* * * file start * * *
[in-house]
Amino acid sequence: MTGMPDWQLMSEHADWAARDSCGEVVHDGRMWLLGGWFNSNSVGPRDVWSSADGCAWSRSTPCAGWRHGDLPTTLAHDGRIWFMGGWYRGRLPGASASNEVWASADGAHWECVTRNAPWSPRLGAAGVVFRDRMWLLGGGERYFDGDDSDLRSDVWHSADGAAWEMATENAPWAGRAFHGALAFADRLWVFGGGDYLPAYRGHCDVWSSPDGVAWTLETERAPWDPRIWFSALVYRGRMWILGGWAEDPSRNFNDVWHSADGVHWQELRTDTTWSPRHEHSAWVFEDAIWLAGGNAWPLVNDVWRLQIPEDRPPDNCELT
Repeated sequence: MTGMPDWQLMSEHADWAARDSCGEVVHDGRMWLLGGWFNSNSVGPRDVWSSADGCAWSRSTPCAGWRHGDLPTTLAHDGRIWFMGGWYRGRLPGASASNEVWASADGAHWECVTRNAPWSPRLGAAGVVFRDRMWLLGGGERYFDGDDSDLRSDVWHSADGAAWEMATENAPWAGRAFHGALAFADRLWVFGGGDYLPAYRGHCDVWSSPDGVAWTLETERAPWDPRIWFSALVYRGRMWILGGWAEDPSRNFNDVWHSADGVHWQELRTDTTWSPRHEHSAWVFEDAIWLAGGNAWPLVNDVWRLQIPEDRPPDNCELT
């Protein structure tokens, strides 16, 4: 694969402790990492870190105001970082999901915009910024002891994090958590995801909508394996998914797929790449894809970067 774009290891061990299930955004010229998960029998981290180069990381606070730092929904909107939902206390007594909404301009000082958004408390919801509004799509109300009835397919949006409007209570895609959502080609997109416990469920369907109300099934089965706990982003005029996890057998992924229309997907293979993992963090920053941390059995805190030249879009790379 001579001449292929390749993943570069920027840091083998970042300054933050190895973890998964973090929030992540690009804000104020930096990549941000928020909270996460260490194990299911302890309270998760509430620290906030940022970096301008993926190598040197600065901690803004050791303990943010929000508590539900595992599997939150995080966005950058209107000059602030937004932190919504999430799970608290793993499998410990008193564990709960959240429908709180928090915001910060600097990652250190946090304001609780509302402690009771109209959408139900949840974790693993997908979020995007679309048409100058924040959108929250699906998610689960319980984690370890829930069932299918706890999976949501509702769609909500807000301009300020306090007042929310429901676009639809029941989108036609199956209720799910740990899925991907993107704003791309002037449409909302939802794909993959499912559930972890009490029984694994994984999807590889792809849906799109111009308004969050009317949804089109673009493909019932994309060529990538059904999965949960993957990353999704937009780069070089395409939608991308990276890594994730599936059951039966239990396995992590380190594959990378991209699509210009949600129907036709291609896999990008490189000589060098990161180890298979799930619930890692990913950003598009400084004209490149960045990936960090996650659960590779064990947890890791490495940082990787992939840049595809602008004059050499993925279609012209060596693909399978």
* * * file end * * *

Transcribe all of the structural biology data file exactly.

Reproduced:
[in-house]
Amino acid sequence: MTGMPDWQLMSEHADWAARDSCGEVVHDGRMWLLGGWFNSNSVGPRDVWSSADGCAWSRSTPCAGWRHGDLPTTLAHDGRIWFMGGWYRGRLPGASASNEVWASADGAHWECVTRNAPWSPRLGAAGVVFRDRMWLLGGGERYFDGDDSDLRSDVWHSADGAAWEMATENAPWAGRAFHGALAFADRLWVFGGGDYLPAYRGHCDVWSSPDGVAWTLETERAPWDPRIWFSALVYRGRMWILGGWAEDPSRNFNDVWHSADGVHWQELRTDTTWSPRHEHSAWVFEDAIWLAGGNAWPLVNDVWRLQIPEDRPPDNCELT
Repeated sequence: MTGMPDWQLMSEHADWAARDSCGEVVHDGRMWLLGGWFNSNSVGPRDVWSSADGCAWSRSTPCAGWRHGDLPTTLAHDGRIWFMGGWYRGRLPGASASNEVWASADGAHWECVTRNAPWSPRLGAAGVVFRDRMWLLGGGERYFDGDDSDLRSDVWHSADGAAWEMATENAPWAGRAFHGALAFADRLWVFGGGDYLPAYRGHCDVWSSPDGVAWTLETERAPWDPRIWFSALVYRGRMWILGGWAEDPSRNFNDVWHSADGVHWQELRTDTTWSPRHEHSAWVFEDAIWLAGGNAWPLVNDVWRLQIPEDRPPDNCELT
């Protein structure tokens, strides 16, 4: 694969402790990492870190105001970082999901915009910024002891994090958590995801909508394996998914797929790449894809970067 774009290891061990299930955004010229998960029998981290180069990381606070730092929904909107939902206390007594909404301009000082958004408390919801509004799509109300009835397919949006409007209570895609959502080609997109416990469920369907109300099934089965706990982003005029996890057998992924229309997907293979993992963090920053941390059995805190030249879009790379 001579001449292929390749993943570069920027840091083998970042300054933050190895973890998964973090929030992540690009804000104020930096990549941000928020909270996460260490194990299911302890309270998760509430620290906030940022970096301008993926190598040197600065901690803004050791303990943010929000508590539900595992599997939150995080966005950058209107000059602030937004932190919504999430799970608290793993499998410990008193564990709960959240429908709180928090915001910060600097990652250190946090304001609780509302402690009771109209959408139900949840974790693993997908979020995007679309048409100058924040959108929250699906998610689960319980984690370890829930069932299918706890999976949501509702769609909500807000301009300020306090007042929310429901676009639809029941989108036609199956209720799910740990899925991907993107704003791309002037449409909302939802794909993959499912559930972890009490029984694994994984999807590889792809849906799109111009308004969050009317949804089109673009493909019932994309060529990538059904999965949960993957990353999704937009780069070089395409939608991308990276890594994730599936059951039966239990396995992590380190594959990378991209699509210009949600129907036709291609896999990008490189000589060098990161180890298979799930619930890692990913950003598009400084004209490149960045990936960090996650659960590779064990947890890791490495940082990787992939840049595809602008004059050499993925279609012209060596693909399978």